By Joel Warner
By Michael Roberts
By Alan Prendergast
By Michael Roberts
By Michael Roberts
By Amber Taufen
By Patricia Calhoun
By William Breathes
Webb press secretary Briggs Gamblin says that in many ways, Simmons is an "ideal person" for his Neighborhood Watch assignment, which involves organizing blocks in crime-ridden parts of northeast Denver, where suspicion and distrust of police run high. When Simmons talks to at-risk youth in that part of the city, "he knows the choices they're facing," Gamblin says. In fact, says Gamblin, Simmons's past encounters with the criminal justice system "give him some credibility."
Borom agrees. "Are you talking about a criminal here? No," Borom says. "I think he [Simmons] has made a lot of progress. When he's had his problems in the past, he's learned from them."
Carlos Guerra, whom Borom picked to administer Denver's $2.7 million Weed & Seed grant from the feds, also has had brushes with the law. Colorado Bureau of Investigation records show that Guerra, 42, was charged with drug possession in 1973 and arrested for violating probation twice in the following two years.
And Guerra's had other, more recent difficulties. In 1992, he and his wife, Judith, filed for bankruptcy after a school Carlos was running called the Colorado Training Institute went out of business. Records at U.S. Bankruptcy Court show the school had debts of more than $200,000, including more than $2,500 in taxes to the state and federal governments. Its assets totaled less than $43,000.
Guerra says the idea behind the school was sound: He was training homeless people for careers in the removal and transport of asbestos and other hazardous materials, a field where jobs pay as much as $17 an hour. But, he explains, like many small businesses, the institute was "undercapitalized" and couldn't keep afloat financially.
Guerra says his experience in bankruptcy court has no bearing on his performance as the city's Weed & Seed coordinator. "I think it's irrelevant," he says. Borom acknowledges that he knew of Guerra's financial difficulties when he hired him, but that he picked Guerra to run Weed & Seed anyway, because he had worked with him in the past and was confident he would do a good job. "Not only was I impressed, but everyone around him was impressed," Borom says of Guerra. "He's a high-caliber guy."
But residents of neighborhoods served by the Weed & Seed program have repeatedly complained about Guerra to Borom and other city officials, claiming he has mismanaged the program and has been difficult to work with. "None of us wanted Carlos," says one Baker neighborhood activist involved in the Weed & Seed program, "and we continue to have him shoved down our throat."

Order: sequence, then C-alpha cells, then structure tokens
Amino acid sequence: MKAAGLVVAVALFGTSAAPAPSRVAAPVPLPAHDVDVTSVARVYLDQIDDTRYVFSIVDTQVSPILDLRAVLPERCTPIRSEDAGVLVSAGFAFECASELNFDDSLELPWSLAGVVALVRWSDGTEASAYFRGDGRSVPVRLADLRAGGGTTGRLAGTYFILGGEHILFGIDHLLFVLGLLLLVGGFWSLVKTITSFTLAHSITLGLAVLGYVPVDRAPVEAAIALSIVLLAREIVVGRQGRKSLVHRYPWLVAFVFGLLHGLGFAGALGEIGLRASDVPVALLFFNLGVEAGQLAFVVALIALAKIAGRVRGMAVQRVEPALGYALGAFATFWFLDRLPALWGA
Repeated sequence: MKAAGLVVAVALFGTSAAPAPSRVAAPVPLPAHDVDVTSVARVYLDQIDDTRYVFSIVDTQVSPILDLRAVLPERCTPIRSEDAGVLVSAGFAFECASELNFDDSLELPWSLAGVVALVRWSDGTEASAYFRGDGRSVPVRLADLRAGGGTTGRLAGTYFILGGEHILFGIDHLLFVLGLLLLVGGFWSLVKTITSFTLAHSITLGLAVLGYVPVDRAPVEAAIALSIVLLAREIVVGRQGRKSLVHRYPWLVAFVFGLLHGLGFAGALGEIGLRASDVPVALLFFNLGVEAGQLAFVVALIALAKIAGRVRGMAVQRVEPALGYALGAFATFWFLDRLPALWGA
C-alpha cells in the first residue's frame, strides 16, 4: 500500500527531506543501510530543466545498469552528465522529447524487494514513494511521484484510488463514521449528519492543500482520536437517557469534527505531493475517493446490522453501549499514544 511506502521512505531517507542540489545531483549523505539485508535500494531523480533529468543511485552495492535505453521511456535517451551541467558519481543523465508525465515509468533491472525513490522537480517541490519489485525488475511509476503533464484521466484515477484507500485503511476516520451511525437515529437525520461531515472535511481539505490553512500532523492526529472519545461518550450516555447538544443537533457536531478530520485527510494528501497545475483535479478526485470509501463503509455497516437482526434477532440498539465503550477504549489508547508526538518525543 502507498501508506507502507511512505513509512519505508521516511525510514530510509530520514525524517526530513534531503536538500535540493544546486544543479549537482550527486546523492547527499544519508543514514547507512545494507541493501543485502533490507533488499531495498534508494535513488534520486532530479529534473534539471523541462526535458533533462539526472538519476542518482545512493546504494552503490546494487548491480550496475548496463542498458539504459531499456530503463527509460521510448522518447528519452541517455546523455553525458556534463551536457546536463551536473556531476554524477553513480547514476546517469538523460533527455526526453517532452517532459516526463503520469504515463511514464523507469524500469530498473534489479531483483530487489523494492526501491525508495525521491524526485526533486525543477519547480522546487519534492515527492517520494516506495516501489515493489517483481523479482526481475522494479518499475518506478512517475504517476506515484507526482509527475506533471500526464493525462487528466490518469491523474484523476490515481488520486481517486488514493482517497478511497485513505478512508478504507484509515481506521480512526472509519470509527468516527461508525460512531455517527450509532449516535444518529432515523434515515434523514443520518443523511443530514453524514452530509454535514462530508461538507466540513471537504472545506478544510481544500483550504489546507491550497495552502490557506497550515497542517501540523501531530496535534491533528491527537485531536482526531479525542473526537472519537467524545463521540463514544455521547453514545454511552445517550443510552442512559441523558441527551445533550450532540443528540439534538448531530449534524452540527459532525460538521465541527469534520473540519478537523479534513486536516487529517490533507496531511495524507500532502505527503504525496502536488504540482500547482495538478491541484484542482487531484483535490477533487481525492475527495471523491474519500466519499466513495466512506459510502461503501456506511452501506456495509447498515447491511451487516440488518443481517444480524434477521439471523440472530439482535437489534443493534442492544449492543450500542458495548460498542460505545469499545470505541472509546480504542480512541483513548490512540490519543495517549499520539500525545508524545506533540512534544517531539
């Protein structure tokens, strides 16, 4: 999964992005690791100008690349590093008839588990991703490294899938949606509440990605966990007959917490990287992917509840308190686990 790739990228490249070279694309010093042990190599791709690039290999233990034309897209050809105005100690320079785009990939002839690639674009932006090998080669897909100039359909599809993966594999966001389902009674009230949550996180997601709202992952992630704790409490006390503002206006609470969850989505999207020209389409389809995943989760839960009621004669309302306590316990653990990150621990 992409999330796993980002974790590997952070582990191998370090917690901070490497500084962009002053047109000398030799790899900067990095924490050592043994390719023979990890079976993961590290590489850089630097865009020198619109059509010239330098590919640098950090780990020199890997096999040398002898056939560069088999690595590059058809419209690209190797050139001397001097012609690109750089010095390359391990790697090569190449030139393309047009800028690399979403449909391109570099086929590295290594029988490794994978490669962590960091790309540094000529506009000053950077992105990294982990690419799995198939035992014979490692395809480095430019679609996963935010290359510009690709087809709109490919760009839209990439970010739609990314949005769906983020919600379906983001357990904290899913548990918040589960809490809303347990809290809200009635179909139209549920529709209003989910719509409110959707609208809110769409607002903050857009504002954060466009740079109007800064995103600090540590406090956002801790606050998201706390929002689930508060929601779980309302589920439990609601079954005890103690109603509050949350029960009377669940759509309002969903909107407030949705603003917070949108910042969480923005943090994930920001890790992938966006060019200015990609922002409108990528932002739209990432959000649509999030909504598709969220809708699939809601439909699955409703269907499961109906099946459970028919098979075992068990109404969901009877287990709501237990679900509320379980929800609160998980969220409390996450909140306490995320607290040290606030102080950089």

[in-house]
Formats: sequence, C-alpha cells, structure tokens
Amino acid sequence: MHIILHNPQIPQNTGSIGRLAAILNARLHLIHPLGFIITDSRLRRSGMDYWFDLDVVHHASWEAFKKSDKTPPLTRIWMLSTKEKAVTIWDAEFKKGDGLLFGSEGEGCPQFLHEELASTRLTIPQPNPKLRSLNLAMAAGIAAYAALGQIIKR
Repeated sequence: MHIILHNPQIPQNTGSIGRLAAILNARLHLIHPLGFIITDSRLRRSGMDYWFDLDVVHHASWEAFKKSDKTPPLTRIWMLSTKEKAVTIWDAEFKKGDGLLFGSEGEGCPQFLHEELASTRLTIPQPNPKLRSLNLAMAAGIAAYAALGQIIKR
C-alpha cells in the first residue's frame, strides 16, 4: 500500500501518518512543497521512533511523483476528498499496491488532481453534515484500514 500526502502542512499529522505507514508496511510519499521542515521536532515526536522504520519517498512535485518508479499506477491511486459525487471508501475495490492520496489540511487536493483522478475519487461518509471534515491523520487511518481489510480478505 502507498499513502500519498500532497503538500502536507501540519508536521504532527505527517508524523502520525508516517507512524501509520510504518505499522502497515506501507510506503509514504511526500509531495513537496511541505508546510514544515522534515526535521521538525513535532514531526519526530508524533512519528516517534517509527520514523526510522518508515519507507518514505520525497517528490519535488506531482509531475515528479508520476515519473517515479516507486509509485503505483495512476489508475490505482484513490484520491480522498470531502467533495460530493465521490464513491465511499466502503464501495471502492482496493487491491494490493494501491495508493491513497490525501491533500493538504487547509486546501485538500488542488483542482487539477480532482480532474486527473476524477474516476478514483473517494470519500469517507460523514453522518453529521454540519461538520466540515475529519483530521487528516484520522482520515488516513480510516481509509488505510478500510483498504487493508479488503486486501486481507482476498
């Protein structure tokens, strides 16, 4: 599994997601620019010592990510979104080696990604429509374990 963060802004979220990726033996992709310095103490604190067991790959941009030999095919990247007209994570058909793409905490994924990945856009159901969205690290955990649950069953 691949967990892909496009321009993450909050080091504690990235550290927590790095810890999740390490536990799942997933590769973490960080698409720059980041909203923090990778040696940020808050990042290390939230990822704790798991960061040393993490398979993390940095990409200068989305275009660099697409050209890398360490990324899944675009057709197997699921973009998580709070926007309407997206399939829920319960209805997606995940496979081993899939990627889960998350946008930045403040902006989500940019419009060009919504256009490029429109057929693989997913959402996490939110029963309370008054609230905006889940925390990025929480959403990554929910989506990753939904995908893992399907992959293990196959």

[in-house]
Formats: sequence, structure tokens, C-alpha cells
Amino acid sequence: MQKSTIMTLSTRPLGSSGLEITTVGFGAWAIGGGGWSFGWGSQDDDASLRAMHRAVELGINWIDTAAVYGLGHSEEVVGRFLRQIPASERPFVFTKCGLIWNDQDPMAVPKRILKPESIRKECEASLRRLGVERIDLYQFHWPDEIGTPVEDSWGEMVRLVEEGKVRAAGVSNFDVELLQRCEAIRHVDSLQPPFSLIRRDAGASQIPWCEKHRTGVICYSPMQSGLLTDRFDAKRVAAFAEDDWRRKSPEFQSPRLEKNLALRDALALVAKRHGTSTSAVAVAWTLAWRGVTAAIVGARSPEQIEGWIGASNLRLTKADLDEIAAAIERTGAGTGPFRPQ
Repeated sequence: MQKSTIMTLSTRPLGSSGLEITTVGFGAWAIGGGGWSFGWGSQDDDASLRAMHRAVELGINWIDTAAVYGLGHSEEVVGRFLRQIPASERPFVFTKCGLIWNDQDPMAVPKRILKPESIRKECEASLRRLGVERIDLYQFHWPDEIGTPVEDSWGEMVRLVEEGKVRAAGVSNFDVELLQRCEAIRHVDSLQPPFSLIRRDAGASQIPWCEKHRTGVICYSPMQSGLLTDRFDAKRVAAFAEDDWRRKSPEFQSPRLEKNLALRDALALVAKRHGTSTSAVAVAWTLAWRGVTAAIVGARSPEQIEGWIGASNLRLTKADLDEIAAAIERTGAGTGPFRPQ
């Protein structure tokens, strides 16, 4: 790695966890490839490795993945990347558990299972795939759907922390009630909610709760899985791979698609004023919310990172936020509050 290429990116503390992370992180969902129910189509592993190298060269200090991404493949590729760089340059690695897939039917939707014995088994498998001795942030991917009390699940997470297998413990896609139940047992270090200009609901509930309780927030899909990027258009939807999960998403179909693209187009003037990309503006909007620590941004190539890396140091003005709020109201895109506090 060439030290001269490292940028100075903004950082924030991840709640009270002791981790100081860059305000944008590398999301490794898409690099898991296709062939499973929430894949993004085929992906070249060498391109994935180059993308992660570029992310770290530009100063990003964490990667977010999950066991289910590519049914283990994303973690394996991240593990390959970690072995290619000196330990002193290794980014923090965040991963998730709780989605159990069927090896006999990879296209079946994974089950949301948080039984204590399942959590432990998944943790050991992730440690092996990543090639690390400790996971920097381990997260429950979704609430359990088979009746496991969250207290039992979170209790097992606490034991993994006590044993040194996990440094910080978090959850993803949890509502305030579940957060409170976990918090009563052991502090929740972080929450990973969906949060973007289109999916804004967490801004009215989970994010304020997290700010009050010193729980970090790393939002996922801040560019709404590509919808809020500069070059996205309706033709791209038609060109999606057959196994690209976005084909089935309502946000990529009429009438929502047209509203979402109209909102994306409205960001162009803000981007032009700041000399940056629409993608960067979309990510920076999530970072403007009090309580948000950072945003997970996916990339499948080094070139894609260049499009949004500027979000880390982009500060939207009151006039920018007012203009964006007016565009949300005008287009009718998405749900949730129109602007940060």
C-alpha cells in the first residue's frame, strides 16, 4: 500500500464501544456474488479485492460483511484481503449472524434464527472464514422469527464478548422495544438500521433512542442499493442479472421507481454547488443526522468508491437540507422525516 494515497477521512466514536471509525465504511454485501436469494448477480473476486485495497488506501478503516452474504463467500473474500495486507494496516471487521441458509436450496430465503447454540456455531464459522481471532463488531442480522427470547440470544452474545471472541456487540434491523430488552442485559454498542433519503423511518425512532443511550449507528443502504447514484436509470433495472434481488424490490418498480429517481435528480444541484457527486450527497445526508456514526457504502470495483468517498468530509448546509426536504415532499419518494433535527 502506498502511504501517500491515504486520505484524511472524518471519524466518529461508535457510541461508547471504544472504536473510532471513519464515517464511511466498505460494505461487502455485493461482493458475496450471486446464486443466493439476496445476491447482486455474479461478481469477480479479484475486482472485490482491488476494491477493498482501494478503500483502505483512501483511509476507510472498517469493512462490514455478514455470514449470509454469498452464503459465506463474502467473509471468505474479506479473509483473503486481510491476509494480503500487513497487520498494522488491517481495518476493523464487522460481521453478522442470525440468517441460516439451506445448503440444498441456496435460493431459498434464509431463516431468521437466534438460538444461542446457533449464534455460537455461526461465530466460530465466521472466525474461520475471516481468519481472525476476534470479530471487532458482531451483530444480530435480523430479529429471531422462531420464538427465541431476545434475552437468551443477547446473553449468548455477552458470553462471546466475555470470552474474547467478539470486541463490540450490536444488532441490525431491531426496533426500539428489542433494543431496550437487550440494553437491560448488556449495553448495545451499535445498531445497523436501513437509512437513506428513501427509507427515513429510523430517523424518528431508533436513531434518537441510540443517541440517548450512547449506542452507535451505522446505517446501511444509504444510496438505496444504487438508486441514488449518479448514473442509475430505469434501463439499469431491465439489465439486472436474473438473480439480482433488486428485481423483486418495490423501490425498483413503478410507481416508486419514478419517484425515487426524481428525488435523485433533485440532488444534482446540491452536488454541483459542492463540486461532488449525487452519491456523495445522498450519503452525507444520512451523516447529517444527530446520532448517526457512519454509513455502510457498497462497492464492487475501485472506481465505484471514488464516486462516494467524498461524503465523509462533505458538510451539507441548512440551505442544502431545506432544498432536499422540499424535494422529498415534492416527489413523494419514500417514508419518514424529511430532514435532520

As a partial concession, Webb last year took Weed & Seed away from Borom's agency and transferred responsibility for it to Public Safety Manager Fidel "Butch" Montoya. Guerra, however, has remained on board.
Though HRCR has been around a long time, its budget has ballooned under the Webb administration. Agency spending has grown by more than 50 percent under Webb, from about $1 million when the mayor took office in 1991 to more than $1.5 million today.
Borom attributes the bulk of the increase to an expansion of the agency's workload: In the past few years HRCR has been given responsibility for the Public Safety Review Commission and the Neighborhood Watch program, which used to be run by the Denver Police Department. Other than those additions, he says, the agency's spending has remained fairly flat. "It hasn't been a big growth," Borom says.
But records show that HRCR spends thousands of dollars on services that might be viewed as less than essential.
In 1993, for instance, HRCR spent $391 on decorative African "kente strips" for "graduates" of a controversial group called Operation Reconstruction. The group, founded by convict-turned-businessman Barry Frye, professed to help steer at-risk teenagers away from gangs and into jobs. Last year, however, an Operation Reconstruction member was jailed after police busted him for having $300 worth of crack cocaine. And just last month, Orlando Domena, a former leader of the group, was arrested and charged in a drive-by shooting that left a rival gang member dead and another seriously wounded.
Last May, Francie Miran's Commission on Aging bought 469 T-shirts to hand out at its "Spring Into Health '94" conference for Denver seniors. The cost: $2,345. Denver taxpayers even footed the bill for a $24 membership for Borom in the Alliance Francaise, a group dedicated to "fostering friendly relations between the French and American peoples." Borom defends the expenditure, pointing out that Denver is home to a number of French-owned businesses. "We try to involve all the various ethnic and national communities in our work," Borom says.
HRCR staffers also have piled up expenses attending conferences and seminars. Denver taxpayers shelled out $150 so Martha Daley, head of the Office of Child Care Initiatives, could attend a conference at the Denver Tech Center organized by White Bison Inc., a nonprofit Native American organization based in Colorado Springs. The conference, according to city records, included an "Elders Talking Circle" on violence and racism and a panel discussion entitled "What Is a Man/ Woman?--Diverse Perspectives."
In May 1993 a Denver Weed & Seed neighborhood representative flew to Washington, at a cost to taxpayers of $963, to attend a conference sponsored by the National Forum on Preventing Crime and Violence. According to city records, conference guests sat in on forums titled "Looking at Violence as a Public Health Issue" and "Creating a Climate of Hope for All." The same year, Larry Borom flew to Raleigh, North Carolina, to attend a five-day gathering of the National Association of Human Rights Workers. On his travel request form, Borom claimed the $1,400 trip would enhance Denver's ability to "interface with administrative civil-rights enforcement agencies."